- Web Proxies
- The Principle of Least Privilege
- Hard-Coded Credentials
- Cross Site Scripting (XSS)
- SQL Injection
- Cross Site Request Forgery (XSRF / CSRF)
- Command Execution
- Directory Traversal
- Cookie Tampering
- Remote and Local File Inclusion
- Burp Suite
- zaproxy (OWASP ZAP)
Week 4: The Capture The Flag Game
By the end of this week, you will be able to take advantage of a number of vulnerabilities on a live web server.
Week 5: Vulnerabilities, Static and Dynamic Analysis
By the end of this week, you will be exposed to and understand the difference between CVE and CWE, be able to scan for vulnerabilities, use static analysis software to identify vulnerabilities, understand the difference between static and dynamic analysis, and be able to write a technical risk analysis.
- Common Vulnerabilities and Exposures (CVE)
- Common Weakness Enumeration (CWE)
- National Vulnerability Database
- Vulnerability Scanning
- The badness-ometer
- Static Analysis
- Dynamic Analysis
- Strengths and Weaknesses of Static and Dynamic Analysis
- Technical Risk Analysis
- Exploit Database
Week 6: Malware
By the end of this week, you will be able to describe types of malware, see certain malware behaviors, scan and analyze malware, reverse engineer Android apps to determine if they are malicious.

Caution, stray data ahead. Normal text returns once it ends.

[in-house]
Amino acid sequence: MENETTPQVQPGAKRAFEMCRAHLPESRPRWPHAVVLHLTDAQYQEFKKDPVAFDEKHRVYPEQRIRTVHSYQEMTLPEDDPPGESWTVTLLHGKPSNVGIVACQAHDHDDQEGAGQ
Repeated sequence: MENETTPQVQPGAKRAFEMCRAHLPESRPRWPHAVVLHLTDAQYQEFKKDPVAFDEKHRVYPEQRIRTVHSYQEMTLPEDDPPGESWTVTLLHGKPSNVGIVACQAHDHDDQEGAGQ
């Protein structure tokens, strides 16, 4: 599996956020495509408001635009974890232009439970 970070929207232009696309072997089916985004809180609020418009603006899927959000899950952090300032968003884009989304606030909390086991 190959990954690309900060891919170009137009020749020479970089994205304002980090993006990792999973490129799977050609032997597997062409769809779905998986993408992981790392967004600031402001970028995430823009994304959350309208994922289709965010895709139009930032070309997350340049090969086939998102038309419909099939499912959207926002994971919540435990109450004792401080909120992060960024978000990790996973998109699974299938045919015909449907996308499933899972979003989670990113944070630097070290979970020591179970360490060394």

- Trojan Horse
- Using VirusTotal
- Android Malware
Topics That Will Not Be Covered In This Course
- Social Engineering
- x86, x64, ARM Reverse Engineering
Workload: All The Lab with Expected Length and Difficulty
- Lab 1: Working with the Command Line, Week 1, Short (1 hour max) to Medium (2 - 3 hours)
- Lab 2: Packet Sleuth, Week 1, Short to Medium
- Lab 3: Scanning and Reconnaissance, Week 1, Very short (30 minutes). NOTE: This lab cannot be made publicly available because an actual target is used.
- Lab 4: GRIZZLY STEPPE, Week 2, Short
- Lab 5: The Password Cracking Contest, Week 2 Due End of Semester, Good luck with that --I will be extremely surprised if anyone can break all passwords
- Lab 6: Incident Alarm, Week 2, Long (over 3 hours)
- Lab 7: The XSS Game, Week 3, Very short
- Lab 8: Gain Access to Website, Week 3, Very short. NOTE: This lab cannot be made publicly available because an actual target is used.
- Lab 9: The Fuzzer, Week 3, Short to Long
- Lab 10: The CTF Game, you have one full week to play. NOTE: This lab cannot be made publicly available because an actual target is used.
- Lab 11: Technical Risk Analysis and Static Analysis, Week 5, Short to Medium. NOTE: This lab cannot be made publicly available because an actual target is used.
- Lab 12: Android Malware Analysis, Week 6, Short to Medium